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DSCN1888After Paul and I were married and after my father had told him all the reasons he shouldn’t marry me; I was worthless, couldn’t cook, keep house, clean or even be counted on to make my own bed and take care of my things I made it a point to prove him wrong.

For the first few months we subsisted on cans of Dinty Moore Beef Stew and Chef Boy Ar Dee. Finally Paul decided he’d had enough and made what he called “Wop Sauce” one night. It was delicious. I had no Idea pasta sauce could be so heavenly. My mom had always made sauce with catsup and I never thought much of it but then I never thought much about food or eating while I was growing up. It was just a means to an end, necessary to survival.

It took awhile for me to start moving forward on my commitment to show my father I wasn’t a loser. I started with some simple cooking. I experimented with herbs and was excited with the results most of the time. It seemed I had a natural gift for putting flavors together. Paul was delighted and pretty soon we started having guests for supper. I often used the recipe I had begged Paul to write down for me and over the years I embellished it with touches of my own.

I discovered so many gustatory delights during our brief years together. I had never had a mushroom or an artichoke or even asparagus in my life. Salads had always consisted of iceberg lettuce and tomatoes or sometimes a few carrot nickels. I never cared much for salads then. All vegetables had been cooked beyond redemption, all the flavor washed out of them and the only ones we had ever had were green beans, peas, corn and, God forbid, the occasional rutabaga, nasty and bitter. I learned sautéing and steaming. I tried romaine and leaf lettuce with a touch or parmesan or feta and a few olive and maybe some walnuts. I was in heaven and I think Paul was relieved although he never complained and always encouraged me.

My parents were both from rural Wisconsin and my mom had spent most of her later childhood in a orphanage after her parents had divorced. My grandmother couldn’t provide a home for her and her sisters so when the relatives had gotten tired of them they went to the orphanage and she paid what she could so they wouldn’t be adopted out. My mom never had the chance to learn to cook or do the other things women in those days were expert at. She had taught herself to sew and knit and was an amazing housekeeper but cooking never was her gift.

I continued to use that sauce recipe over the years even after Paul was no longer with us. The kids grew up with it and all the beautiful foods he had introduced me to. They are all accomplished cooks, especially my youngest son. Eddie went to culinary arts school after high school but decided that it was an art and not something he wanted to make a living doing.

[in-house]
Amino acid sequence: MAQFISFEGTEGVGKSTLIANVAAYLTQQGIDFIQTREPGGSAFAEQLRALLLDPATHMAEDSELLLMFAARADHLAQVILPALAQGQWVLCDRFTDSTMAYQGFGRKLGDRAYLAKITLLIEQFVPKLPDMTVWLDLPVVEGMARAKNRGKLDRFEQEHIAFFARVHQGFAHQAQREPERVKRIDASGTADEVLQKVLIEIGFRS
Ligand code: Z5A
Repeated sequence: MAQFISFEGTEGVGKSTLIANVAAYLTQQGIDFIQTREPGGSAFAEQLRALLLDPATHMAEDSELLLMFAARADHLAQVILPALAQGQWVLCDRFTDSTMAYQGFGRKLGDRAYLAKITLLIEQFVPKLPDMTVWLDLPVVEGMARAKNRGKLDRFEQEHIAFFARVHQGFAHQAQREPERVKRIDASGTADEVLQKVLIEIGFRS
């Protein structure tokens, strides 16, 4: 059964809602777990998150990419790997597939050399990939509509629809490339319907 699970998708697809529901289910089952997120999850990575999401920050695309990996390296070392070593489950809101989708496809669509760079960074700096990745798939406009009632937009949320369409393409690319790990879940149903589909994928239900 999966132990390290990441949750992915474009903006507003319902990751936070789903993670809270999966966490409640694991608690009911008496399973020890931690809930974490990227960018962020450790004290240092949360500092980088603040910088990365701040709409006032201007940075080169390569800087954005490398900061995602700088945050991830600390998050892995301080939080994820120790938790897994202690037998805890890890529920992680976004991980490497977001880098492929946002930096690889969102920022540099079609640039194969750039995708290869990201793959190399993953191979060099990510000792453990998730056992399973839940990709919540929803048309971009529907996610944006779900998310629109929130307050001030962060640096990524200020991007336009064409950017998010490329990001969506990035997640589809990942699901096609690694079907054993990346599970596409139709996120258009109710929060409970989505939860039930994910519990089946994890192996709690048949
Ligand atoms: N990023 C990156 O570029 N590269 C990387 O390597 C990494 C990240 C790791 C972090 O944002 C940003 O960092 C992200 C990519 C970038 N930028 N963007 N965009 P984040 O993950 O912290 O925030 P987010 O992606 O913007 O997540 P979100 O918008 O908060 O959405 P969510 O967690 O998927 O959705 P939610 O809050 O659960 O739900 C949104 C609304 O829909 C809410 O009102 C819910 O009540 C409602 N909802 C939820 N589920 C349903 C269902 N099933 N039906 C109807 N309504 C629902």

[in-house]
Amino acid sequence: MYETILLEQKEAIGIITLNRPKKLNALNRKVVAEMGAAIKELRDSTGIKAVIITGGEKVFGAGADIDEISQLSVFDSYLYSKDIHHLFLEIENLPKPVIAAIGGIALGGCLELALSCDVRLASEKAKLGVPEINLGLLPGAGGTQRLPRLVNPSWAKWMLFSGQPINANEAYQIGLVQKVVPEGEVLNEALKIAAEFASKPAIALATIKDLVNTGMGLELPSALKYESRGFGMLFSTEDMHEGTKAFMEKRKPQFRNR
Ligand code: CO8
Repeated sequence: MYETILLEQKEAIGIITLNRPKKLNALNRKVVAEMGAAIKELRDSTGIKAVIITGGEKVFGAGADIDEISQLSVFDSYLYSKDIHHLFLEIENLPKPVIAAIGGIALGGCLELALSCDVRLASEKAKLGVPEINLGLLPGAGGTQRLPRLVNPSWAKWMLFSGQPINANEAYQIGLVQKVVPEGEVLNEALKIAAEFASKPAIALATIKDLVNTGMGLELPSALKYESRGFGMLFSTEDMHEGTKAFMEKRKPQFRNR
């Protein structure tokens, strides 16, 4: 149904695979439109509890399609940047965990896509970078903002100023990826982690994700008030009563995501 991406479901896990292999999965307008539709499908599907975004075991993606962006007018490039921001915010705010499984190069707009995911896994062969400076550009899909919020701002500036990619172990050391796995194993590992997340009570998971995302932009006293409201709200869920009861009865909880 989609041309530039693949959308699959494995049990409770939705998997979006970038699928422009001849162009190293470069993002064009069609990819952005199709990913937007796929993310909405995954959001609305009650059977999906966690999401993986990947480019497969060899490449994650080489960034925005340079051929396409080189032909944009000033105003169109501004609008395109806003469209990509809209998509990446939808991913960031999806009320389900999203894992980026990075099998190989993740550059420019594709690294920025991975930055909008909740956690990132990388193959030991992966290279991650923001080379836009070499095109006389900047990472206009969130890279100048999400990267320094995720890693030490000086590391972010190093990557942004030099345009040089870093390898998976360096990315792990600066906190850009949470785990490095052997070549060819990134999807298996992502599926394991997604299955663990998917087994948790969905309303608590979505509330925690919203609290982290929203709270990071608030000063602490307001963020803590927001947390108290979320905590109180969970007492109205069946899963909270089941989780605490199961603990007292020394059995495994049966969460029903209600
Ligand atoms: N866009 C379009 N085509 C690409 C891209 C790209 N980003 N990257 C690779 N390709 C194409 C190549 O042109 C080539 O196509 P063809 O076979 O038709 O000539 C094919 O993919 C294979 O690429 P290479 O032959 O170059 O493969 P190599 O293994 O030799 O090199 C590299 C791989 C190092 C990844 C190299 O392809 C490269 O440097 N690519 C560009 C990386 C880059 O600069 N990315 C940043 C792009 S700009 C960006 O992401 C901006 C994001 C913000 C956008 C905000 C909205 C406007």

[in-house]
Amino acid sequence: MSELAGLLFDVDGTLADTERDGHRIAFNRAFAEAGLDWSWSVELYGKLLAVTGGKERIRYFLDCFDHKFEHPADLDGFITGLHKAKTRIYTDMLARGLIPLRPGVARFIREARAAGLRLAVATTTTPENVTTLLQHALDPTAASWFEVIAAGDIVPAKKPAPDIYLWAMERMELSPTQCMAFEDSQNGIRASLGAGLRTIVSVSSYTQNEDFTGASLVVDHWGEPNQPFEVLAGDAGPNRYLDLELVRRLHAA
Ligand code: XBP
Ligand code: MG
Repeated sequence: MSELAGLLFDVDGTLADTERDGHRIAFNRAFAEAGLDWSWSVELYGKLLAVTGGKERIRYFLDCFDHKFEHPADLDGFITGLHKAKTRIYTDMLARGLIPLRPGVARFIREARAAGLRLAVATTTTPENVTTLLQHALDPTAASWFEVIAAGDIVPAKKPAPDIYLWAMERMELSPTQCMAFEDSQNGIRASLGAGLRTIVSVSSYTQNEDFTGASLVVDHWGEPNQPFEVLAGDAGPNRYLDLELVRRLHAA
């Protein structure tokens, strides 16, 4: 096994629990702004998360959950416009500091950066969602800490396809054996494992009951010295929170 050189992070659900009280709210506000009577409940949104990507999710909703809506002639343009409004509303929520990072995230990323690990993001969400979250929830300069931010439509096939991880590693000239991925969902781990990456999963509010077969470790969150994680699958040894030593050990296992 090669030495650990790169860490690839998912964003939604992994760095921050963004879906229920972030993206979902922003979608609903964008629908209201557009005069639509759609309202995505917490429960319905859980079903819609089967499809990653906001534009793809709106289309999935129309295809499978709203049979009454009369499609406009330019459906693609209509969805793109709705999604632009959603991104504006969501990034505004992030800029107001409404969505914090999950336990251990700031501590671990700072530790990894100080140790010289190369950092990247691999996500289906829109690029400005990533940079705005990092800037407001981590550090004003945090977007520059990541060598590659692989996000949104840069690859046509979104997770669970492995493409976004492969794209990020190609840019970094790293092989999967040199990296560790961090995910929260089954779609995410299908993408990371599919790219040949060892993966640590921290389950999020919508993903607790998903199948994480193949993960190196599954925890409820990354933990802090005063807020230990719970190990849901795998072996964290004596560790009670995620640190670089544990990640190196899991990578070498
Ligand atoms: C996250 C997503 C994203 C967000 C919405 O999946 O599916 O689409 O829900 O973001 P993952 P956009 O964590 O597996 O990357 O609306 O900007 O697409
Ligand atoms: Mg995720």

One Christmas after they were all grown and had their own homes I make a cookbook for them of all their favorite recipes. I found the original copy of the Wop Sauce recipe their dad had written down for me in his own handwriting so many years ago and made copies for each of them. It was yellowed with age and had a few spots of olive oil and tomato on it but was still legible. As I held it a lump in my throat formed and tears stung my eyelids. Paul was my mentor, my best friend and the love of my life. Even after thirty years I missed him terribly, it was like a piece of me was missing.

Last week as we all gathered for a family dinner the menu was the usual, pasta, wop sauce, garlic bread and salad. We each take turns making the sauce and each of the sides. Our dinner tradition has been as frequent as every other week or as seldom as birthdays and holidays. There are now 31 of us with the grandkids and their spouses or partners. So birthdays and other occasions for celebration are frequent. We aren’t always able to have everyone there at one time but it’s usually a house full. The aroma of the sauce pungent with oregano, tomato, anise and parsley fills the air, whets our appetites and mingles with the voices of soft conversation and shouts and squeals of the little ones. I’m sure Paul would be as delighted as I am at how our beautiful family has grown together and shared his gift from so long ago.

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